Weaving Big on a Little Loom Review


Disclosure: I was sent a copy of this book in exchange for an honest review. All opinions are my own.

Weaving has always fascinated me. Think about it--so many of our fabrics are created by weaving! Perhaps it is the sewer and quilter in me and my love of fabrics that makes me so intrigued. I always wonder about the patterns in woven works. Now with that said the only looms we have are ones for kids. Therefore, I was interested in Weaving Big on a Little Loom by Fiona Daly. 

From the Publisher:

For intermediate and advanced crafters, these eight illustrated loom weaving projects help you create sustainable, attractive, and useful textile pieces for your home and wardrobe—or to give as gifts. This step-by-step guide to weaving large projects on a little loom is packed with over 200 color photographs.

Use your frame loom to create eight large, impactful weaving projects, including an oversized scarf, a snood, a shoulder bag, a mesh shopping bag, a bathroom mat, a table runner, and two types of cushions. With straightforward instructions, weave patterns, and vivid color photography, this helpful how-to guide leads you through each step of these inspired projects.

First, choose your materials, focusing on finding the best, most sustainable textiles and yarns for your project. Next, learn about a special type of frame loom with a detachable top and bottom bar that will enable you to create pieces up to six and a half feet in length. Learn how to create 8 different weave structures, then, try your hand at each of the eight creative large-scale loom projects that are sure to impress family and friends. Once you're finished, you can proudly wear, carry, or display your contemporary weave work anywhere. You can also learn how to make your own frame loom for large projects using a simple guide.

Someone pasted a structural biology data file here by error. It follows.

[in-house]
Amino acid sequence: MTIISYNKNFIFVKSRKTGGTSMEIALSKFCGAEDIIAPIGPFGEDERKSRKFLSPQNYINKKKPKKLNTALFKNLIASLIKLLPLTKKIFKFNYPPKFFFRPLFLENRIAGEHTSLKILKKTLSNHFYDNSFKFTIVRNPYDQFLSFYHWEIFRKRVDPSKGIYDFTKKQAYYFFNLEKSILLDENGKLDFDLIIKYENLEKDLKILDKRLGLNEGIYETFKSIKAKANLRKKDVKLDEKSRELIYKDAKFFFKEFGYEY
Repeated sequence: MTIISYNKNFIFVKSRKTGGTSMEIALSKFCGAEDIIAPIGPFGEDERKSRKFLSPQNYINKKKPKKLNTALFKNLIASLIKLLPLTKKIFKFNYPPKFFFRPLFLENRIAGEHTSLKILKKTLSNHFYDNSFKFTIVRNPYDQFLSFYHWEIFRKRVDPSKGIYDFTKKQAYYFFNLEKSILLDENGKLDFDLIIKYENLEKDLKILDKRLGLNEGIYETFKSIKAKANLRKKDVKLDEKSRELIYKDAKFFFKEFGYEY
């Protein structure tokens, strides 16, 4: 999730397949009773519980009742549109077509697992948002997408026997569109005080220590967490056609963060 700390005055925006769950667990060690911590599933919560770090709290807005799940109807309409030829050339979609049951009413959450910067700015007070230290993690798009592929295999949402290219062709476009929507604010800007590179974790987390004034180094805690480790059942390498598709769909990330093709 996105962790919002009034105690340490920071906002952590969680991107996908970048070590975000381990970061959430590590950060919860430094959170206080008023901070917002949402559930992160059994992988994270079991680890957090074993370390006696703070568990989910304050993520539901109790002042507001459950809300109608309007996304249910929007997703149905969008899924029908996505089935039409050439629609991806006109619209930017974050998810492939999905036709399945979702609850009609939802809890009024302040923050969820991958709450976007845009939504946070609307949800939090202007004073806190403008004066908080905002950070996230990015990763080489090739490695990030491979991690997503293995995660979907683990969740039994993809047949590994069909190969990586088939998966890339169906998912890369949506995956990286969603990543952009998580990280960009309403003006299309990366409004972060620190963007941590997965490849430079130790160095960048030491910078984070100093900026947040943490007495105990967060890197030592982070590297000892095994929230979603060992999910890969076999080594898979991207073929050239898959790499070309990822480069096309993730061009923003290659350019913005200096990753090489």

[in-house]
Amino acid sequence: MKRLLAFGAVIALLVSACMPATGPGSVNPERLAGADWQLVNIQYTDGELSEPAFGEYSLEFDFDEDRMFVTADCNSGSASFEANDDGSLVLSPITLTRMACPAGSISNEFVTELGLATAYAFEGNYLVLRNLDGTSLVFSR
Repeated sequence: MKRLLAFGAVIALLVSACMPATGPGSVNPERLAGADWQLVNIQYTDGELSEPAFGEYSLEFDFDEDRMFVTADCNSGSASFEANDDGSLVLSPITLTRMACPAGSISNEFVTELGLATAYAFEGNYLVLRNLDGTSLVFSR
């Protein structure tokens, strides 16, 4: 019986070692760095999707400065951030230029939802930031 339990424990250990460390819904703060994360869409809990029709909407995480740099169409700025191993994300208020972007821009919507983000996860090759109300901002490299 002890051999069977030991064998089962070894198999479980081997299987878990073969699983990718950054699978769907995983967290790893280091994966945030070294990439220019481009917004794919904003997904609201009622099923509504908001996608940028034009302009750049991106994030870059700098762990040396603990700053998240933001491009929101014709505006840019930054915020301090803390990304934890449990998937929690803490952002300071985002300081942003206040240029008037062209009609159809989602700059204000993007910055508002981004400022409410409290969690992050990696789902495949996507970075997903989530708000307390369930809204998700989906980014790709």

From Me:

Sadly, my children's looms do not work for most of these projects, and I will admit Hazel had them in her mess of a room until recently. Therefore, I did not try any of the projects for myself. However, I love how the book is set up. It begins with choosing the materials or fibers you will use to weave. It goes through different options as well as repurposing yarn from other things like an old sweater or old project. 

Next it goes into tools that you will need. This is the chapter that made me realize my simple loom was not the kind she was talking about. This chapter teaches you the names of all the different parts of a loom and how to use them! It goes through the basics to weave with a pattern and shares different options of what and how to do things. The photographs are amazing!!

I think my favorite part is the Weave Directory. It shows eight different weave patterns including vertical houndstooth, vertical herringbone, waffle weave, pinwheel, log cabin, plain houndstooth, 1/1 color, and check. I think my goal will be to learn how to make at least one of these patterns. I love the log cabin one! 

After all the techniques and basics come the projects! There are eight projects in the book. They include pillows, bags, scarves and more! The instructions are so clear and include everything from dressing the loom to the actual weaving and making sure you are getting the pattern as well as variations and then finishing the project. It is so detailed. 

There is even a tutorial to make a frame loom as well as lessons about grafting and different knots. The book is very complete and is perfect for someone who wants to go beyond the beginning weaving skills. You can see the details of the projects with the next two photographs. They are several of the pages of the infinity scarf but not the complete tutorial. 

So, if you are ready to take the next step in your weaving, be sure to check out this great book!